$$\mathrm{LIV}(x,z) = \frac{1}{N} \sum_{i = 0}^{N-1} \left[I_{dB}(x,z,t_i) - \left\langle {I_{dB}(x,z)}\right\rangle_{t} \right]^{2}\\,$$
where $t_i$ is the sampling time of the $i$-th frame, where $i$ = 0, 1, 2,…., $N$-1, and $N$ is the total number of frames used to perform the computation. $\left \langle{}\right \rangle_{t}$ represents the average of the repeated B-scans intensities over the acquisition time $t$ at the same location within the tissue. The LIV is sensitive to the magnitude of the OCT signal fluctuations. Further details about the LIV have been published elsewhere [42]. The LIV volume of 128 B-scans performed at 128 different locations in the tissue is obtained by computing Eq. (1) at each location using the sequentially captured B-scans ($N$ = 32) that were acquired using the 3D protocol described in Section 2.2.

2.3.2 Late OCT correlation decay speed (OCDS$_l$)

The late OCT correlation decay speed (OCDS$_l$) is the slope of the autocorrelation decay curve at late delay times. OCDS$_l$ is sensitive to the slow tissue dynamics and the correlation decay analysis method is described in detail in our previous publication [42]. In that previous publication, the autocorrelation function was computed at each pixel using 350 frames, which meant that each autocorrelation function is computed from 350 data points. In contrast, the 3D acquisition protocol proposed in this paper can compute the autocorrelation function from only 32 frames. The use of this small number of data results in a noisy autocorrelation decay curve, as exemplified by the curve shown in Fig. 2(a), and thus results in a noisy OCDS$_l$ image. To overcome this noisy decay profile, we have revised the computation of the autocorrelation function by using a small spatial kernel, which results in a smooth decay curve, as shown in Fig. 2(b).

 figure: Fig. 2.

Fig. 2. Examples of the autocorrelation decay curves. (a) shows the correlation when computed with a spatially non-extended (single pixel) kernel, while the curve in (b) is computed with the 2 $\times$ 4 pixels kernel.

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The autocorrelation function of the OCT time sequential signal is computed as follows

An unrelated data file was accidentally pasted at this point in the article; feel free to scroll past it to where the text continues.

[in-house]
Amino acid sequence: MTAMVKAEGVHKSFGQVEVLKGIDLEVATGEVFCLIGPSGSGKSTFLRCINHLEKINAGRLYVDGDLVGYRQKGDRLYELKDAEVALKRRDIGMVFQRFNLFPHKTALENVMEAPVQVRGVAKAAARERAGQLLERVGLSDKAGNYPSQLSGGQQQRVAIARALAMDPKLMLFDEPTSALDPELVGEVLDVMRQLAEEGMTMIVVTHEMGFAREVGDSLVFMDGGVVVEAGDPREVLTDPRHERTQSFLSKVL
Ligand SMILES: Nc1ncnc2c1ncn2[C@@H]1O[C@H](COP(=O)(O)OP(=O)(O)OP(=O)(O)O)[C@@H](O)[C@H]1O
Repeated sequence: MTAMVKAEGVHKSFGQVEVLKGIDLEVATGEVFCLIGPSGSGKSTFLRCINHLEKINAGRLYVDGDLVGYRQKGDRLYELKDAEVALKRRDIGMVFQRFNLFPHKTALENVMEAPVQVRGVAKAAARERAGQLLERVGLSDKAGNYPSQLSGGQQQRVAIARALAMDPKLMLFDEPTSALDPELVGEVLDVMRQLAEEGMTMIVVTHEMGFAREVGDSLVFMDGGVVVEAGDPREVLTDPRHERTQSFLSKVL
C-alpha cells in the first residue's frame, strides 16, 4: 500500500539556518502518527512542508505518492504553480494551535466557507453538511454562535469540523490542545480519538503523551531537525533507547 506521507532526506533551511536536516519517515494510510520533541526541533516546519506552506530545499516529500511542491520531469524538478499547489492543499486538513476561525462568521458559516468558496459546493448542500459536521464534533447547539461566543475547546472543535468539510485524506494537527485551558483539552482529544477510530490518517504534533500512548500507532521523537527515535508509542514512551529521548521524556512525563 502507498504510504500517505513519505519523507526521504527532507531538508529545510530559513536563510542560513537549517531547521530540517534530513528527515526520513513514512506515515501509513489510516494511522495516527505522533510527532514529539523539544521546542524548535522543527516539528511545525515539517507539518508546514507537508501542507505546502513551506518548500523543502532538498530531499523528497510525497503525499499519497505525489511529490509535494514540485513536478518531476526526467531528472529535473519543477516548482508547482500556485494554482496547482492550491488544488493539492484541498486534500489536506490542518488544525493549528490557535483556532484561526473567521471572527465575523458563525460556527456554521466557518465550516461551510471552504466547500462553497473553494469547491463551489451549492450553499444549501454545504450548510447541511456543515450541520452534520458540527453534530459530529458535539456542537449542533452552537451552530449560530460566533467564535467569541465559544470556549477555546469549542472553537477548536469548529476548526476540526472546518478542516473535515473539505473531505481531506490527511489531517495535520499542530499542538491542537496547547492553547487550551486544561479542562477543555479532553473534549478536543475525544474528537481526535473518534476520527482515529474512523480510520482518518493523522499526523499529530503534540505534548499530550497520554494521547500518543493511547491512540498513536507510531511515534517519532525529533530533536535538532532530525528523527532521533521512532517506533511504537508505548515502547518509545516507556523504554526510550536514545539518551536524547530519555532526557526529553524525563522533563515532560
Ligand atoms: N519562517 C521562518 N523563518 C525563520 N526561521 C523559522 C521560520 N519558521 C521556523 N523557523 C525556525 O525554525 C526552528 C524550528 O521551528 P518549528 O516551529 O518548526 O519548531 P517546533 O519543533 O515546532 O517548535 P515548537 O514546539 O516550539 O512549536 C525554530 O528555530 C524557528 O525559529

$$\rho_A(\tau_i; x, z) = \frac{\mathrm{Cov}\left[I_{dB}(x,z,t_i),\, I_{dB}(x,z,t_i+\tau_i)\right]} {\mathrm{Var}\left[I_{dB}(x,z,t_i)\right] \mathrm{Var}\left[I_{dB}(x,z,t_i+\tau_i)\right]},$$
where the numerator represents the covariance between $I_{dB}(x,z,t_i)$ and $I_{dB}(x,z,t_i+\tau _i)$, and $\mathrm {Var}[\,\,]$ represents the variance. $\tau _i$ is the delay time defined as $i \Delta t$, where $i$ is an integer variable. $\Delta t$ is the B-scan repetition time, which is 204.8 ms in this case.

By substituting in the covariance and the variances and computing them over a kernel with a size of ($k \times l$), Eq. (2) can then be written as

$$\begin{aligned} \rho_A(\tau_i; x, z) &= \frac{\displaystyle\frac{\sum_{k}\sum_{l}\sum_{t_i}^{\tau-\tau_i}[I_{dB}(x,z,t_i) -\overline{I_{dB}(x,z,t_i)}][I_{dB}(x,z,t_i+\tau_i)-\overline{I_{dB}(x,z,t_i+\tau_i)}]}{kl(\tau-\tau_i)}}{\displaystyle\frac{\sum_{k}\sum_{l}\sum_{t_i}^{\tau-\tau_i}[I_{dB}(x,z,t_i) - \overline{I_{dB}(x,z,t_i)}]^{2}}{kl(\tau-\tau_i)}\frac{\sum_{k}\sum_{l}\sum_{t_i}^{\tau-\tau_i}[I_{dB}(x,z,t_i+\tau_i)- \overline{I_{dB}(x,z,t_i+\tau_i)}]^{2}}{kl(\tau-\tau_i)}} \\ &=\frac {\sum_{k}\sum_{l}\sum_{t_i}^{\tau-\tau_i}{[I_{dB}(x,z,t_i) - \overline{I_{dB}(x,z,t_i)}][I_{dB}(x,z,t_i+\tau_i)- \overline{I_{dB}(x,z,t_i+\tau_i)}]}} {\sum_{k}\sum_{l}\sum_{t_i}^{\tau-\tau_i}[I_{dB}(x,z,t_i) - \overline{I_{dB}(x,z,t_i)}]^{2} \sum_{k}\sum_{l}\sum_{t_i}^{\tau-\tau_i}[I_{dB}(x,z,t_i+\tau_i)- \overline{I_{dB}(x,z,t_i+\tau_i)}]^{2}}, \end{aligned}$$
where $\mathrm {\tau }$ is the maximum delay time.

Equation (3) was implemented using a fast Fourier transform-based method (see [46] and the Appendix of [47]). In our particular case, the spatial kernel size was 2 $\times$ 4 pixels in the axial and lateral directions, respectively. The OCDS$_l$ is then computed as the slope of the autocorrelation curve over the delay range of $\tau _i$= [204.8, 1228.8 ms].

The tissue dynamics images are displayed as hue, saturation, value (HSV) color maps in which the dynamics value (i.e., the LIV or OCDS$_l$) is set as the hue channel, the OCT intensity represents the value channel, and the saturation is set as 1 for all the pixels.

2.4 Comparison between cross-sectional and volumetric dynamics imaging